With taxes due by end-of-day tomorrow, it seemed like an appropriate time for one more tax post.
Today we are looking ahead to next year by discussing 4 ways to be better prepared for taxes.
I don’t know about you, but it seems like every year there are a number of things I could have done differently throughout the year to make tax prep less of a headache.
IMPORTANT: If you HAVEN’T filed yet – You can e-file a tax extension by April 15th to avoid late fees. If you don’t file for an extension, you need to get your taxes sent as soon as possible, as you may be imposed a failure to file penalty of up to 5 percent per month or part of the month, of the taxes due, up to a maximum of 25 percent of the total tax due.
1) Keep Good Records
When it comes to taxes, you can’t keep too detailed of records. The tax code is incredibly complicated. Even relatively simple tax returns typically require a number of documents from various companies and financial institutions.
If you have side income or plan on writing expenses off of income you’ve made, you need to keep good records of your expenses. If you are audited, you need to be able to support the amount you wrote-off in business expenses. For example, my wife and I rent out a basement apartment. There are many expenses that can be written-off, all the way down to paint and rollers. If we don’t save receipts from these purchases, though, it becomes difficult or impossible to prove to the IRS that we actually spent money on these expenses, let alone the exact amount and date of transaction.
I personally reconcile my small business financials once a month. This helps me make sure I have all my supporting documents in-line and allows me to have full documentation of my revenue, expense, and ultimately the income I made that past month. I scan copies of checks I deposit and take screenshots of quarterly estimated taxes submitted.
One tax item that requires documentation is charitable donations. Keep excellent records of your charitable donations, including how much you donated and on what dates. If you donate household goods such as clothes or furniture to a store like Goodwill, be sure to get a receipt from the organization. Additionally you will want to take pictures of what you donated, since there is no other way to prove exactly what you donated. Finally, you can calculate your tax write-off by listing out the amount the store will sell the items for (i.e. $2 for shirts, $3 for pants, etc.). Bottom line: the better records you keep the less of a headache you’ll have come tax time.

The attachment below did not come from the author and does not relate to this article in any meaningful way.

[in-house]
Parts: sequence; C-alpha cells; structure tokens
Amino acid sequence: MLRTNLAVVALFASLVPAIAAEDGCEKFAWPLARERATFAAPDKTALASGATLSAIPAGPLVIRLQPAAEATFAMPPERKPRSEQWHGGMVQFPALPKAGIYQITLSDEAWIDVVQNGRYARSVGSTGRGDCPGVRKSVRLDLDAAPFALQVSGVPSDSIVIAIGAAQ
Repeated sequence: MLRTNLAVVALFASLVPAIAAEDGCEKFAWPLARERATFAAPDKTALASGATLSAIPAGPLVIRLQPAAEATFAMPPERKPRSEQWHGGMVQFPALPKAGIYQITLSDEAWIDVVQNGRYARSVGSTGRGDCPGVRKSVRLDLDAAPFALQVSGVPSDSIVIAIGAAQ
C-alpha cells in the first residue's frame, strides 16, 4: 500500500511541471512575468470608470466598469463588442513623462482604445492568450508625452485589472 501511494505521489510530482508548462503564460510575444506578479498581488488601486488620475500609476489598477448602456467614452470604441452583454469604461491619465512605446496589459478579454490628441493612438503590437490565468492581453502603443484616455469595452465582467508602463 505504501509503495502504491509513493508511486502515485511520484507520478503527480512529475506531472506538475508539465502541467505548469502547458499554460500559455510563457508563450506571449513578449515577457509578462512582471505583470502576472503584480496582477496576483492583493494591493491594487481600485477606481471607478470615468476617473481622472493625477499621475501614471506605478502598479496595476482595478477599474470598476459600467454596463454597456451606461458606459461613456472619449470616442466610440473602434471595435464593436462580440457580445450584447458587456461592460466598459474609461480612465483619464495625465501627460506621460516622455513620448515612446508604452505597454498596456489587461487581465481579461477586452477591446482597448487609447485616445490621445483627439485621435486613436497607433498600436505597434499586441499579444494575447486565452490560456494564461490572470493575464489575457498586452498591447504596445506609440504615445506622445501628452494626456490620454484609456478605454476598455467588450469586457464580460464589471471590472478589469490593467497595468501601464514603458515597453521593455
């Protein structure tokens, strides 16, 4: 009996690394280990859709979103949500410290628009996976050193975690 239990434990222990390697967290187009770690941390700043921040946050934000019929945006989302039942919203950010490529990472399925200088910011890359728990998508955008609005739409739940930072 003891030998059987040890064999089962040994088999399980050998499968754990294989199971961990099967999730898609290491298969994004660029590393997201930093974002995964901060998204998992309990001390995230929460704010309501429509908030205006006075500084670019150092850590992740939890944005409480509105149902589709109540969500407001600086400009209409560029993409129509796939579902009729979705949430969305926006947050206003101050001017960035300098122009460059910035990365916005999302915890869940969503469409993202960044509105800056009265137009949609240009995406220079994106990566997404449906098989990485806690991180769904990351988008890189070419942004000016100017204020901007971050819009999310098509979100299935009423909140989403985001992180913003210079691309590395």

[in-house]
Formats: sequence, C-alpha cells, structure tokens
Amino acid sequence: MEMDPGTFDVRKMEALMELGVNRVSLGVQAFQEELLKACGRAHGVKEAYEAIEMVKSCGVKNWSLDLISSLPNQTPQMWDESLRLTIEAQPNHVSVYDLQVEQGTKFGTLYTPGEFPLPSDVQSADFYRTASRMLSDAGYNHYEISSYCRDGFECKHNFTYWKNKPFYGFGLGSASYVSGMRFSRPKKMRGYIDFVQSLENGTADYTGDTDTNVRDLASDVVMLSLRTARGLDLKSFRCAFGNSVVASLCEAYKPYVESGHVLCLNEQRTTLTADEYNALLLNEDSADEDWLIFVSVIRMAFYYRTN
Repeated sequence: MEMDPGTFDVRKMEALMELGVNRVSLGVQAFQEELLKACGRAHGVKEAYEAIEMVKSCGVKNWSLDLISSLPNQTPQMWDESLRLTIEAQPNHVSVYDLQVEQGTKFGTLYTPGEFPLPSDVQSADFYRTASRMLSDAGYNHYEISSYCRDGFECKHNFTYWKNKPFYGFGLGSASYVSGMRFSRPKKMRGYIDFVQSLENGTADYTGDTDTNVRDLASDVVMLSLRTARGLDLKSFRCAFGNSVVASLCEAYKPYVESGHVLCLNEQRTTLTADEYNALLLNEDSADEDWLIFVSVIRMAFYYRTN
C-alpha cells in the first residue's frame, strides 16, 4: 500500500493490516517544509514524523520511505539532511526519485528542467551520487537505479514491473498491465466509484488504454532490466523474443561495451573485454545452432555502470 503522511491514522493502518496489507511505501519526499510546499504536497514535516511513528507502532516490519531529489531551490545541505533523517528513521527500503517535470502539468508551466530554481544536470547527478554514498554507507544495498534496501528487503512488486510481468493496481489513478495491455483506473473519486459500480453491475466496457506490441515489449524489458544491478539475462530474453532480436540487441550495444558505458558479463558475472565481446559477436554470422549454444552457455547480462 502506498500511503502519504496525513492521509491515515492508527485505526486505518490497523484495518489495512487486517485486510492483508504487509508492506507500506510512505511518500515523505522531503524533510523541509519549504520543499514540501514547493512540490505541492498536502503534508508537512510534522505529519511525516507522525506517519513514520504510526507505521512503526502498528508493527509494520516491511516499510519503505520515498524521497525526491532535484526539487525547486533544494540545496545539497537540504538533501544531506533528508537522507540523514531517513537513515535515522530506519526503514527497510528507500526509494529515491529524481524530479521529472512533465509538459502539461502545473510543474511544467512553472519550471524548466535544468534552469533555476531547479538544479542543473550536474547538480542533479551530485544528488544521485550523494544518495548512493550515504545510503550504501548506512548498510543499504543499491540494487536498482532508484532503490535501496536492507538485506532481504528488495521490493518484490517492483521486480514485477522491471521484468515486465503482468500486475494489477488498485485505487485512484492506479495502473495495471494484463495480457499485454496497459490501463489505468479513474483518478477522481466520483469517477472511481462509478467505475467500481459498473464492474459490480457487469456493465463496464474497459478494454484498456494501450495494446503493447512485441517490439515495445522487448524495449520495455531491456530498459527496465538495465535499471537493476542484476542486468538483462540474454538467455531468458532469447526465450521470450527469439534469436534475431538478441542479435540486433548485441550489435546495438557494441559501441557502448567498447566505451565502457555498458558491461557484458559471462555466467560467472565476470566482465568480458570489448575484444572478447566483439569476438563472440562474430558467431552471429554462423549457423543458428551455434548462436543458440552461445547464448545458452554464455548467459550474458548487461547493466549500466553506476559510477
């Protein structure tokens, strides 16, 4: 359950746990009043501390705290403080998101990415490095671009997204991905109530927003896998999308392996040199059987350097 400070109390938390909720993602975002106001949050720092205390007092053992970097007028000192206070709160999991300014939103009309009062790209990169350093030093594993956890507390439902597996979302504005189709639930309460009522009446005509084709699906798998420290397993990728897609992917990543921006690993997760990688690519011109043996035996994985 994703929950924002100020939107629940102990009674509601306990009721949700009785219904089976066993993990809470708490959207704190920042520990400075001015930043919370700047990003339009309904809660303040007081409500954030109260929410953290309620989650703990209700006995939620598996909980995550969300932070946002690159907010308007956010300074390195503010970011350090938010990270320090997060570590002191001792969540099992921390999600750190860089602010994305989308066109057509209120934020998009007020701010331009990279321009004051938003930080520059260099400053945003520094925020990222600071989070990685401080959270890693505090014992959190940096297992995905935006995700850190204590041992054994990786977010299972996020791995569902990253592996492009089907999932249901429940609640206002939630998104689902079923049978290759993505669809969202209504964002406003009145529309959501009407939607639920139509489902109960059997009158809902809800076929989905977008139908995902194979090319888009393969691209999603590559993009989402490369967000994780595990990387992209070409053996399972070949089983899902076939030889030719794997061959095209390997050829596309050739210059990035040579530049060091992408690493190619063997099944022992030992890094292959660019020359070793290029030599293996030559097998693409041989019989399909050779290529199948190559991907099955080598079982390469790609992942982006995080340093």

2) Contribute to Tax Advantaged Accounts
Contributing to tax-advantaged retirement and health care accounts can lower your taxable income. These include:
- 401(k) and 403(b)
- Roth IRA
While most people are aware that contributing to a 401(k) or a Roth IRA will benefit you come tax time, most don’t realize that money you put in an HSA is treated as pre-tax income and, in turn, lowers your taxable income. Money put into an HSA but not spent on health-care expenses are treated similar to a Roth IRA, creating a secondary retirement account.
It’s much easier to contribute throughout the year instead of a lump sum amount towards the end of the year, so taking the time to plan ahead can save you money come tax time. Remember to collect the required documentation at tax time so that you get the full deduction for money contributed to these accounts.